Skip to content

Growing up as an LGBTQ+ person, sometimes it’s hard to find the sense of community that you need. I never expected roller skating to be the answer.

It can be hard sometimes to find people like yourself at school or at work, and people who share the same interests as you. When I started roller-skating in high school, I could never have imagined that this hobby would allow me to meet so many LGBTQ+ people along the way, and to be a part of such an accepting, open and wonderful community.

I started roller skating at a roller disco every Friday night when I was in high school, during that awkward time where I was unsure of myself or where I could ‘fit in’ and what I wanted to do with my life.

At this point, I hadn’t even begun questioning my sexuality or gender. I had never really thought about it – or maybe I didn’t allow myself to think about it.

I had been going roller-skating for about a year when I began questioning my sexuality. During this time, I got to meet a lot of different young people from all over the North West of England, and some who would openly speak about being LGBTQ+. I met quite a few people who identified as gay, bisexual and lesbian who showed me that there were other young people like me, even though I was too nervous to come out to anyone just yet!

One night, I met a lesbian couple for the first time, and I remember thinking to myself, ‘Wow, they’re really cool!’ It was the first time I had seen a relationship that reflected something that I wanted in life – something that wasn’t ‘boy and girl’.

At my high school, there weren’t many openly LGBTQ+ people as it was a very unaccepting environment, so having the opportunity to meet young LGBTQ+ people and learn from them made my journey of self-acceptance a lot easier.

Finding people like yourself at such a pivotal time in your life is paramount, which is why I started volunteering with Just Like Us. As volunteer ambassadors, we have the opportunity to show LGBTQ+ young people in schools that there are people out there like them, who lead happy and fulfilling lives – even if they don’t see this represented in their everyday lives yet.

I eventually stopped going to the roller disco – we all started growing up, starting college, finding different hobbies and different friends. Flash forward to the first coronavirus lockdown in 2020 and I end up impulsively buying some cheap roller-skates to stop me from melting into the sofa and getting square eyes from bingeing Netflix 24/7.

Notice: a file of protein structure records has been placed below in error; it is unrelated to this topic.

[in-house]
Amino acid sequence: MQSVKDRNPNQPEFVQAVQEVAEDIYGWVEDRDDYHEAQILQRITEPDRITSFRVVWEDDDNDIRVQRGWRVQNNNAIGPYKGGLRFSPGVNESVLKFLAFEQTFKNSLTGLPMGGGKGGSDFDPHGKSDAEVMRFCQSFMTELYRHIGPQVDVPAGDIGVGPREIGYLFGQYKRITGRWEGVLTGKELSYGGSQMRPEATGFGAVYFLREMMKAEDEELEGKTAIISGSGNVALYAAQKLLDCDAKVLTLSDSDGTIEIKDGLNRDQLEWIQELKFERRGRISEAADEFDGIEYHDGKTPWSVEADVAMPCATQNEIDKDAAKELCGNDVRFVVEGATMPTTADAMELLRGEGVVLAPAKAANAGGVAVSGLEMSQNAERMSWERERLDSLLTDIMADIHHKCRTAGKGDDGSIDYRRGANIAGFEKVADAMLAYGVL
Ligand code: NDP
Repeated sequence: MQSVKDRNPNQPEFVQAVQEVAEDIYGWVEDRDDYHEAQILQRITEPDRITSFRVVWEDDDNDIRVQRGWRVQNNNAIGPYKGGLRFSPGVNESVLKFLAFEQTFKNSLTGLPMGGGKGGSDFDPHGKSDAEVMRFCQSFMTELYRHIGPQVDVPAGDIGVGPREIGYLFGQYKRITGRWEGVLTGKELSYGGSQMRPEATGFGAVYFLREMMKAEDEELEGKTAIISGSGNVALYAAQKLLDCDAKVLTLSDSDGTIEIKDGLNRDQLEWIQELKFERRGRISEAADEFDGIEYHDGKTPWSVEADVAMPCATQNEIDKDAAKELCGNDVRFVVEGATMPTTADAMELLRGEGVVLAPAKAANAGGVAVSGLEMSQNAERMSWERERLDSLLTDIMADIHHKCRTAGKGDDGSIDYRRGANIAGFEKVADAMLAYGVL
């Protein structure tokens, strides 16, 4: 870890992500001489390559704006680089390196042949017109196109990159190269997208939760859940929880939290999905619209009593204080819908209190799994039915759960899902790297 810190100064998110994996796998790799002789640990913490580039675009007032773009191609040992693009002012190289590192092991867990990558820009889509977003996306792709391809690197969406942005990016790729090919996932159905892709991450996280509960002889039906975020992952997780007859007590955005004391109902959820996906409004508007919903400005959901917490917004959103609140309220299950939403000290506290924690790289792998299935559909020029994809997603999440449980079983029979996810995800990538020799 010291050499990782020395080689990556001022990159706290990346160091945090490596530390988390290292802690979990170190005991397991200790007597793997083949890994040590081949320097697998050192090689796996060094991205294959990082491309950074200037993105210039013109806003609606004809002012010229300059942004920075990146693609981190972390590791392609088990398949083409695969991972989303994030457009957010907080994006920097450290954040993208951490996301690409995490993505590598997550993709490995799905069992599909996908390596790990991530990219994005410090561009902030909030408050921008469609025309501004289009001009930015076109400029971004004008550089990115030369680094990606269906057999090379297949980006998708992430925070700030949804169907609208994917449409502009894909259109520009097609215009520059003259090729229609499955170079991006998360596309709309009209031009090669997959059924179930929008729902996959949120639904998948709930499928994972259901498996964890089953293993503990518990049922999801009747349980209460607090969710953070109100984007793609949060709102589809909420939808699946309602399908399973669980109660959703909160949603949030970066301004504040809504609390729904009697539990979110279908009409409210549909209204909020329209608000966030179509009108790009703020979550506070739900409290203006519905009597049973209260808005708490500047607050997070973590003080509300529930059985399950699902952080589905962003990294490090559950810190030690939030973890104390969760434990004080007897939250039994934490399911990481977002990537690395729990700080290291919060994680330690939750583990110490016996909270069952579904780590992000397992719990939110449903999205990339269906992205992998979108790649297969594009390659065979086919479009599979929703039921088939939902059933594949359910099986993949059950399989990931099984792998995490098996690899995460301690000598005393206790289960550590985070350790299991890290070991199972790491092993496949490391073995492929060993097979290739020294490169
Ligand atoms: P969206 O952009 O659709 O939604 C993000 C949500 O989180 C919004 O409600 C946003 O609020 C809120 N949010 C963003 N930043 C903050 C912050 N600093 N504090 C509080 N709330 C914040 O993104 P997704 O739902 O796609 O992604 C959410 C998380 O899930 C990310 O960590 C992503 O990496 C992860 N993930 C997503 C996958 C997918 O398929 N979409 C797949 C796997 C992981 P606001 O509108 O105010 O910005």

It was a very rocky start, but with practise and more practise I managed to feel confident on wheels once again. I moved back to Manchester for University, and my skates came with me. I was out skating a lot, once the weather improved (which was fairly recently – Manchester is not known for its great weather).

I managed to meet other roller-skaters who added me to a big online skating group chat for skaters in Manchester. Everyone started adding their pronouns in their names after a few weeks, and I saw so many people using ‘she/they’ or ‘he/they’ pronouns for the first time – which made me feel comfortable enough to openly start using ‘she/they’ outside of my small friendship group.

I started going to meet-ups, and learning how to skate in skate parks, and it is such an uplifting and friendly community. Someone is always cheering you on, regardless of your gender or sexual orientation – whether or not you manage to skate without falling over!

I have met so many gender-non-conforming, nonbinary, and other LGBTQ+ people of all ages, and had some great discussions about gender with them. I have been able to share my experiences as an LGBTQ+ person and hear other people’s experiences.

There are so many outspoken allies to the LGBTQ+ community in the roller-skate scene, which is so important to feel safe and confident within a non-LGBTQ+ space.

I am so grateful to have found a hobby that has allowed me to make friends, find community and meet so many people like myself after never thinking I would feel fully accepted as an LGBTQ+ person, especially in sports. It makes the bruised shins and muscle aches from falling so much more worth it.

Are you LGBTQ+ and age 18–25? Volunteer with Just Like Us! The charity needs volunteers to speak in schools about being LGBTQ+ to help combat anti-LGBTQ+ bullying. You’ll receive training, career mentoring and make lots of LGBTQ+ friends along the way. Sign up now to volunteer as a Just Like Us ambassador.